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Publication numberUS20080194929 A1
Publication typeApplication
Application numberUS 10/551,543
PCT numberPCT/IL2004/000289
Publication dateAug 14, 2008
Filing dateMar 29, 2004
Priority dateApr 1, 2003
Also published asEP1613208A1, WO2004086965A1
Publication number10551543, 551543, PCT/2004/289, PCT/IL/2004/000289, PCT/IL/2004/00289, PCT/IL/4/000289, PCT/IL/4/00289, PCT/IL2004/000289, PCT/IL2004/00289, PCT/IL2004000289, PCT/IL200400289, PCT/IL4/000289, PCT/IL4/00289, PCT/IL4000289, PCT/IL400289, US 2008/0194929 A1, US 2008/194929 A1, US 20080194929 A1, US 20080194929A1, US 2008194929 A1, US 2008194929A1, US-A1-20080194929, US-A1-2008194929, US2008/0194929A1, US2008/194929A1, US20080194929 A1, US20080194929A1, US2008194929 A1, US2008194929A1
InventorsBenny Pesach, Gabriel Bitton, Michal Balberg
Original AssigneeGlucon, Inc.
Export CitationBiBTeX, EndNote, RefMan
External Links: USPTO, USPTO Assignment, Espacenet
Photoacoustic Assay Method and Apparatus
US 20080194929 A1
Abstract
Apparatus (20, 100) for assaying a target analyte in a localized tissue region (22) that may include the target and other analytes comprising: a light source (34, 104) that illuminates the region with light at each of a plurality of wavelengths at which light is absorbed and/or scattered by tissue in the region wherein light at a least one of the wavelengths is absorbed or scattered by the target analyte; a signal generator (40) that generates signals responsive to intensity of the light from the light source (34, 104) at different locations in the localized region (22); and a controller (32, 102) that: receives the generated signals; processes the signals to determine an extinction coefficient for light in the localized region at each wavelength; and determines the concentration of the target analyte responsive to a solution of a set of simultaneous equations having as unknown variables concentrations of a plurality of analytes in the region (22), one of which is the target analyte, wherein each equation in the set expresses a relationship between the extinction coefficient, the absorption coefficient and/or the reduced scattering coefficient for light at a different one of the plurality of wavelengths and at least one of the equations expresses a relationship between the extinction coefficient and the reduced scattering coefficient.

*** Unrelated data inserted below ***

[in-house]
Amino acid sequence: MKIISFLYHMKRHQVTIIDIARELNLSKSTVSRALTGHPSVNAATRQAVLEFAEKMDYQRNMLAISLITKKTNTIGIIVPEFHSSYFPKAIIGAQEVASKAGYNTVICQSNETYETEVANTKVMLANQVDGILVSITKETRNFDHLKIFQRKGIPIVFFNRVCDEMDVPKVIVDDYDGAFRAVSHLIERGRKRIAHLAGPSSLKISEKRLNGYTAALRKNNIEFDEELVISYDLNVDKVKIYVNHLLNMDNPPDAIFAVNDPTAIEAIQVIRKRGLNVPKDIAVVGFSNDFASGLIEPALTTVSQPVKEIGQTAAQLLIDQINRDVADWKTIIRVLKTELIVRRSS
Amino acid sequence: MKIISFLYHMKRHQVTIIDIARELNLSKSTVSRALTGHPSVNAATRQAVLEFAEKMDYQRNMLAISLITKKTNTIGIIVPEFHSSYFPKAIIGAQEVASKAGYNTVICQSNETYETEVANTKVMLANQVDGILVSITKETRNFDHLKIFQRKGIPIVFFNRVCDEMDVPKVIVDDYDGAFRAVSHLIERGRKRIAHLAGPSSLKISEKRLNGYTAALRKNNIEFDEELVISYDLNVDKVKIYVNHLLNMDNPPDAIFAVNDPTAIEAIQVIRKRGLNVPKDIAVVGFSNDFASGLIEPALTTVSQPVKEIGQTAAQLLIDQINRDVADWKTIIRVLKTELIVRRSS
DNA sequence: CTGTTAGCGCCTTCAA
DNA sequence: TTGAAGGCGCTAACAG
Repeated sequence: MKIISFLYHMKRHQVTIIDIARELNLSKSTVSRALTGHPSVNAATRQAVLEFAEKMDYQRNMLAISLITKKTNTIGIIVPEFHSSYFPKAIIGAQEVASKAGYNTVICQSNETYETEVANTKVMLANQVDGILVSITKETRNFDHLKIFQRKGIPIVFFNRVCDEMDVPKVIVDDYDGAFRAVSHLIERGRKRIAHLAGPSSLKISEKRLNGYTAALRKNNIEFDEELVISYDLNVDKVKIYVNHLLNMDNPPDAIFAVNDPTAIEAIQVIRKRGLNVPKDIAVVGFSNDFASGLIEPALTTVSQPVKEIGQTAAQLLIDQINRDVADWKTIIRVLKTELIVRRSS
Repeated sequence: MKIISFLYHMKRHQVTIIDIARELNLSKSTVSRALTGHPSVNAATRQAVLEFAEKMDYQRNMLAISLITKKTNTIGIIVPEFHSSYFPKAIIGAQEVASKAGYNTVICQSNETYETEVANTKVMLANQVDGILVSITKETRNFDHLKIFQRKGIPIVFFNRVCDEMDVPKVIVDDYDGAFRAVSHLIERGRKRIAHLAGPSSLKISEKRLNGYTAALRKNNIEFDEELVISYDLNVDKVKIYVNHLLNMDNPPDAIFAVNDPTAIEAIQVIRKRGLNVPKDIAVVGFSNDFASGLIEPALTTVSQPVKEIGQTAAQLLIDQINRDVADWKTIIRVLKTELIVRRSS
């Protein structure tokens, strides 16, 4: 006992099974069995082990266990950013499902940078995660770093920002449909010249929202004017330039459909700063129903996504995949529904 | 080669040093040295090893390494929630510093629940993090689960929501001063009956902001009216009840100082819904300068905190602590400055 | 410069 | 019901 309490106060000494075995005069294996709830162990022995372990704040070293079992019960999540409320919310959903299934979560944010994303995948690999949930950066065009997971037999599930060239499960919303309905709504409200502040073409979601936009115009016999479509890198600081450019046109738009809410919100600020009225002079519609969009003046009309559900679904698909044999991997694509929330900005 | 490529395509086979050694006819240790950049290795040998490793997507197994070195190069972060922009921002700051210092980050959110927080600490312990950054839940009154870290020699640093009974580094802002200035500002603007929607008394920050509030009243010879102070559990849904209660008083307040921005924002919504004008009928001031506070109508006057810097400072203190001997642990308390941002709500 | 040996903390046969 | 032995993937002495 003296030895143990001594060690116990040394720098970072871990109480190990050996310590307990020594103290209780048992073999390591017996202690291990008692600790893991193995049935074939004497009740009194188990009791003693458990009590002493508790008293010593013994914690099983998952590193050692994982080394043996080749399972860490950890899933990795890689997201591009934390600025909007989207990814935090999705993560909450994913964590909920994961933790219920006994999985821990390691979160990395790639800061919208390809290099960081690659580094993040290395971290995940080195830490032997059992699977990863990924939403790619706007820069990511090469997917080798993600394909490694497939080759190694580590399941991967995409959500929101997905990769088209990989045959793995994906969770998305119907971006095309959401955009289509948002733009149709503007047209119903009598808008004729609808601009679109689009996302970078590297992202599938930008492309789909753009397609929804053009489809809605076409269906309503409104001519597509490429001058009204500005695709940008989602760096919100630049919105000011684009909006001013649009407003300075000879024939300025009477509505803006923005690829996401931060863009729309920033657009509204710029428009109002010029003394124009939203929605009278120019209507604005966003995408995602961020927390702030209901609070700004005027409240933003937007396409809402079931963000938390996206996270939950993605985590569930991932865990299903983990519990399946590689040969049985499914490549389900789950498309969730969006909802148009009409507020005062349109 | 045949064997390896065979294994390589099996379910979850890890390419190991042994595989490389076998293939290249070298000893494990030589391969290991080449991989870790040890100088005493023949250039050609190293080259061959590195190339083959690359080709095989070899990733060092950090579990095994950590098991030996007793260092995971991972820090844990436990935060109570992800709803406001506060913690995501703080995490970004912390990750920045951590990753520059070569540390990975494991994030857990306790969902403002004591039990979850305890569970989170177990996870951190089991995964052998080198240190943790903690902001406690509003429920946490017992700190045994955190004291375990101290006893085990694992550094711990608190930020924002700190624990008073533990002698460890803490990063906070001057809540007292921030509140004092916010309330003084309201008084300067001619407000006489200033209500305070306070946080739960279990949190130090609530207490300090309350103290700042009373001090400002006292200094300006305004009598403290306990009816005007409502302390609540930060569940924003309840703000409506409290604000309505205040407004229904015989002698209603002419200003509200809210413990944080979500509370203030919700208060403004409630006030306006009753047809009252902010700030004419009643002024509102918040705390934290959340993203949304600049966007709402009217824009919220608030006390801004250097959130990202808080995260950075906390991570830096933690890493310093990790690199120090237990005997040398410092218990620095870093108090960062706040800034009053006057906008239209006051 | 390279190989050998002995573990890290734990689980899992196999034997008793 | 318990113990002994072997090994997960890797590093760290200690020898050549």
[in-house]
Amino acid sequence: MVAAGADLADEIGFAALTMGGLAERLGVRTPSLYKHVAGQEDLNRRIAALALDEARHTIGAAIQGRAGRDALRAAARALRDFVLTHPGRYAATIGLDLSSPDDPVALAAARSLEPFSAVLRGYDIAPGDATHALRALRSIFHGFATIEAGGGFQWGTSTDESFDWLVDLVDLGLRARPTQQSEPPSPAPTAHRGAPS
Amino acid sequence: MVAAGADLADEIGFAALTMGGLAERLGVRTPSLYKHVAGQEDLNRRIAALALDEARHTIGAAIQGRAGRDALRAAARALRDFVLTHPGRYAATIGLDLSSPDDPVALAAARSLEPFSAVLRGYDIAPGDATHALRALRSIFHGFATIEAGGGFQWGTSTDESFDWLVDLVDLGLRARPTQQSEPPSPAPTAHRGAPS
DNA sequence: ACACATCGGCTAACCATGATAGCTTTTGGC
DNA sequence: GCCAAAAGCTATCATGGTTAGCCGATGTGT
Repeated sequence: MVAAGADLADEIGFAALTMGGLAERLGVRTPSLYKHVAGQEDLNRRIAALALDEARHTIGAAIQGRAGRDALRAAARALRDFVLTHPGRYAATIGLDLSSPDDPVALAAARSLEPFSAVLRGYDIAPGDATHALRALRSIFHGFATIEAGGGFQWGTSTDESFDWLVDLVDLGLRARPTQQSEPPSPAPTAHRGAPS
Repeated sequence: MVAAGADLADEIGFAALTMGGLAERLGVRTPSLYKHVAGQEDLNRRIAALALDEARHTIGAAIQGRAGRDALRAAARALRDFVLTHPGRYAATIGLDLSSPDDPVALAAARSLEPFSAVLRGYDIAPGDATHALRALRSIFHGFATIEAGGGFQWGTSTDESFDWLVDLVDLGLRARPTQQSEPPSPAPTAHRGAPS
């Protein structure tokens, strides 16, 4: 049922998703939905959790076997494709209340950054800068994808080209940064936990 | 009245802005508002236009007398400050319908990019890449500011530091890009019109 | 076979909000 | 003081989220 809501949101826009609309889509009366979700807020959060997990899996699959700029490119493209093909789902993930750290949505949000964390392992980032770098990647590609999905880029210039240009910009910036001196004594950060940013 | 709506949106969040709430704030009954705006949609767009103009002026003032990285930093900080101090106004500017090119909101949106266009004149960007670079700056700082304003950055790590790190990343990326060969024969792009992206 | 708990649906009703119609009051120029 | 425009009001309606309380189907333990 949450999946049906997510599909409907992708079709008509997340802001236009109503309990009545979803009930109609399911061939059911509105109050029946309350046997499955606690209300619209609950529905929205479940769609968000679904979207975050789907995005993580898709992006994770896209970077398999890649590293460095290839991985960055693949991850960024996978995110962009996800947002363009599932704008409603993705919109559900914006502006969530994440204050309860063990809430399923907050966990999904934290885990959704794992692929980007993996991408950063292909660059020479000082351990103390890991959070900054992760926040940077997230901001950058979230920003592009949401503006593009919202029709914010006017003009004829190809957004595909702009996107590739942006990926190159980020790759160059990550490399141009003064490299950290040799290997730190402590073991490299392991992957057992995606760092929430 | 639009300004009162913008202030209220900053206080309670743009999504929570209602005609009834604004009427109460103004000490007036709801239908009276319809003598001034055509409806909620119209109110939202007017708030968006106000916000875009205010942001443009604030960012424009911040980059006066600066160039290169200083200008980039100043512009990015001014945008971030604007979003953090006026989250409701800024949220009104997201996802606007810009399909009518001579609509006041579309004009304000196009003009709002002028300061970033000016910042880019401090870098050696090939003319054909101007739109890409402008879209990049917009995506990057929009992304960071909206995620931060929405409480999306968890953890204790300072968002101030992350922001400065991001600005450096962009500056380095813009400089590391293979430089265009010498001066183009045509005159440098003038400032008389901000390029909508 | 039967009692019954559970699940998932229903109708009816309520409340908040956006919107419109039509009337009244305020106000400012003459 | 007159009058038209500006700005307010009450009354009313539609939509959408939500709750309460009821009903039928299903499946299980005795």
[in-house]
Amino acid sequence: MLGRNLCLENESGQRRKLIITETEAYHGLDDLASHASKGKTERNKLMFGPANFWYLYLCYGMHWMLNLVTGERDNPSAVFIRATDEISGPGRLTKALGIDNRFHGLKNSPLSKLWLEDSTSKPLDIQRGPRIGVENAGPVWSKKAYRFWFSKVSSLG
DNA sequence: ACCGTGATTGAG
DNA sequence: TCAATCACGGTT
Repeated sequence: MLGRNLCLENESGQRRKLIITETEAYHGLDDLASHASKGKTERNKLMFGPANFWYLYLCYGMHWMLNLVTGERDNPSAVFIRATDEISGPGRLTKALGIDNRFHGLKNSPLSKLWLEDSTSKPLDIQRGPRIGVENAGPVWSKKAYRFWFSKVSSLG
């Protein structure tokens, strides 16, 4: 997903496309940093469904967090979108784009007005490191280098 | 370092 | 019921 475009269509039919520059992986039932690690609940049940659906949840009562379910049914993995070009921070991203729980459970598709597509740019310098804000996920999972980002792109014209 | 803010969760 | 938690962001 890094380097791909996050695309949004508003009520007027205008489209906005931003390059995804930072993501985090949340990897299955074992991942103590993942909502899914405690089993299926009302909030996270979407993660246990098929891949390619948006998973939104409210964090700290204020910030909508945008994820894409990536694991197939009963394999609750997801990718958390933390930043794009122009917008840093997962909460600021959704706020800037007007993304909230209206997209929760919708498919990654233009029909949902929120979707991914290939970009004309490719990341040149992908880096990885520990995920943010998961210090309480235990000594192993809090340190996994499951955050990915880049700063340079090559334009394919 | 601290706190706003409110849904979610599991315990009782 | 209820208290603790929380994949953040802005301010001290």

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Claims(28)
1. Apparatus for assaying a target analyte in a localized tissue region that may include the target and other analytes comprising:
a light source that illuminates the region with light at each of a plurality of wavelengths at which light is absorbed and/or scattered by tissue in the region wherein light at at least one of the wavelengths is absorbed or and/or scattered by the target analyte;
a signal generator that generates signals responsive to intensity of the light from the light source at different locations in the localized region; and
a controller that:
receives the generated signals;
processes the signals to determine an extinction coefficient for light in the localized region at each wavelength; and